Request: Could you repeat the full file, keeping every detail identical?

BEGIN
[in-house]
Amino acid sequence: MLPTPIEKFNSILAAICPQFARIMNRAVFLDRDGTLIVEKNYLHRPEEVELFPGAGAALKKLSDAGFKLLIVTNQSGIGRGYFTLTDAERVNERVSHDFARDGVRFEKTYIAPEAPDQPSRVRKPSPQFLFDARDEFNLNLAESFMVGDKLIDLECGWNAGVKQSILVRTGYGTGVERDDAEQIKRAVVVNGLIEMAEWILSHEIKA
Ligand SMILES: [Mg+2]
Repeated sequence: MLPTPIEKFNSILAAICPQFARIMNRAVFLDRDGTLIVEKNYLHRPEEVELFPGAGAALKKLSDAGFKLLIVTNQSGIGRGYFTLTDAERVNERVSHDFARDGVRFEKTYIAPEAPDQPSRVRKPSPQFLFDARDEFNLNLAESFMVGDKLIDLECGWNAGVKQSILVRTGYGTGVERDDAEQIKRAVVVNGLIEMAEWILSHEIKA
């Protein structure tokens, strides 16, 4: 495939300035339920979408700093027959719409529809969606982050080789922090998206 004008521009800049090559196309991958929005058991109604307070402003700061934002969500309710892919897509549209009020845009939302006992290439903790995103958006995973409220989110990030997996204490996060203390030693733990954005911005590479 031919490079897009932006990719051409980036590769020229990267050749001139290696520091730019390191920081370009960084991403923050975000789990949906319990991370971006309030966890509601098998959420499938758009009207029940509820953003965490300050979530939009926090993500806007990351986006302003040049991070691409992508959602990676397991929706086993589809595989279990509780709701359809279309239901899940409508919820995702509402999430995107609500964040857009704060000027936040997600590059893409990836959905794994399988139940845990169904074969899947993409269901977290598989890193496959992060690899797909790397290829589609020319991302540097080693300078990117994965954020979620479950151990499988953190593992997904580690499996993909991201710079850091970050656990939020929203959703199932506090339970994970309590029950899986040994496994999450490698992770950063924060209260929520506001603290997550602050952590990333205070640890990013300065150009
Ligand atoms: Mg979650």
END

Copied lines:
[in-house]
Amino acid sequence: MLPTPIEKFNSILAAICPQFARIMNRAVFLDRDGTLIVEKNYLHRPEEVELFPGAGAALKKLSDAGFKLLIVTNQSGIGRGYFTLTDAERVNERVSHDFARDGVRFEKTYIAPEAPDQPSRVRKPSPQFLFDARDEFNLNLAESFMVGDKLIDLECGWNAGVKQSILVRTGYGTGVERDDAEQIKRAVVVNGLIEMAEWILSHEIKA
Ligand SMILES: [Mg+2]
Repeated sequence: MLPTPIEKFNSILAAICPQFARIMNRAVFLDRDGTLIVEKNYLHRPEEVELFPGAGAALKKLSDAGFKLLIVTNQSGIGRGYFTLTDAERVNERVSHDFARDGVRFEKTYIAPEAPDQPSRVRKPSPQFLFDARDEFNLNLAESFMVGDKLIDLECGWNAGVKQSILVRTGYGTGVERDDAEQIKRAVVVNGLIEMAEWILSHEIKA
């Protein structure tokens, strides 16, 4: 495939300035339920979408700093027959719409529809969606982050080789922090998206 004008521009800049090559196309991958929005058991109604307070402003700061934002969500309710892919897509549209009020845009939302006992290439903790995103958006995973409220989110990030997996204490996060203390030693733990954005911005590479 031919490079897009932006990719051409980036590769020229990267050749001139290696520091730019390191920081370009960084991403923050975000789990949906319990991370971006309030966890509601098998959420499938758009009207029940509820953003965490300050979530939009926090993500806007990351986006302003040049991070691409992508959602990676397991929706086993589809595989279990509780709701359809279309239901899940409508919820995702509402999430995107609500964040857009704060000027936040997600590059893409990836959905794994399988139940845990169904074969899947993409269901977290598989890193496959992060690899797909790397290829589609020319991302540097080693300078990117994965954020979620479950151990499988953190593992997904580690499996993909991201710079850091970050656990939020929203959703199932506090339970994970309590029950899986040994496994999450490698992770950063924060209260929520506001603290997550602050952590990333205070640890990013300065150009
Ligand atoms: Mg979650």